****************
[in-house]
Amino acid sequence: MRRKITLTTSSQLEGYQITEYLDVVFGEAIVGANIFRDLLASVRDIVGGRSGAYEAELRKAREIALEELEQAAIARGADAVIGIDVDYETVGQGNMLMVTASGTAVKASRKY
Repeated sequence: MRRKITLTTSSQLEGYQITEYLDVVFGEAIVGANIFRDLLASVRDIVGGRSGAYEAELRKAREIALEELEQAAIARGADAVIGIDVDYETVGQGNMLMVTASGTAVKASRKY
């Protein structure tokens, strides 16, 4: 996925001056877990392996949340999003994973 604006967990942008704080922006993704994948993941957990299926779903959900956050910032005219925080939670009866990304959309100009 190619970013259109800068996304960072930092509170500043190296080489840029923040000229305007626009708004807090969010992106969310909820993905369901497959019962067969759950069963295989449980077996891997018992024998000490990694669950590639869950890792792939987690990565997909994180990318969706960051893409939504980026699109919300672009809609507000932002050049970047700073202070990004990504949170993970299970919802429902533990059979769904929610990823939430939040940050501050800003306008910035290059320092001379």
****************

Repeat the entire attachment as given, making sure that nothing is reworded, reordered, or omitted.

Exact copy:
[in-house]
Amino acid sequence: MRRKITLTTSSQLEGYQITEYLDVVFGEAIVGANIFRDLLASVRDIVGGRSGAYEAELRKAREIALEELEQAAIARGADAVIGIDVDYETVGQGNMLMVTASGTAVKASRKY
Repeated sequence: MRRKITLTTSSQLEGYQITEYLDVVFGEAIVGANIFRDLLASVRDIVGGRSGAYEAELRKAREIALEELEQAAIARGADAVIGIDVDYETVGQGNMLMVTASGTAVKASRKY
């Protein structure tokens, strides 16, 4: 996925001056877990392996949340999003994973 604006967990942008704080922006993704994948993941957990299926779903959900956050910032005219925080939670009866990304959309100009 190619970013259109800068996304960072930092509170500043190296080489840029923040000229305007626009708004807090969010992106969310909820993905369901497959019962067969759950069963295989449980077996891997018992024998000490990694669950590639869950890792792939987690990565997909994180990318969706960051893409939504980026699109919300672009809609507000932002050049970047700073202070990004990504949170993970299970919802429902533990059979769904929610990823939430939040940050501050800003306008910035290059320092001379």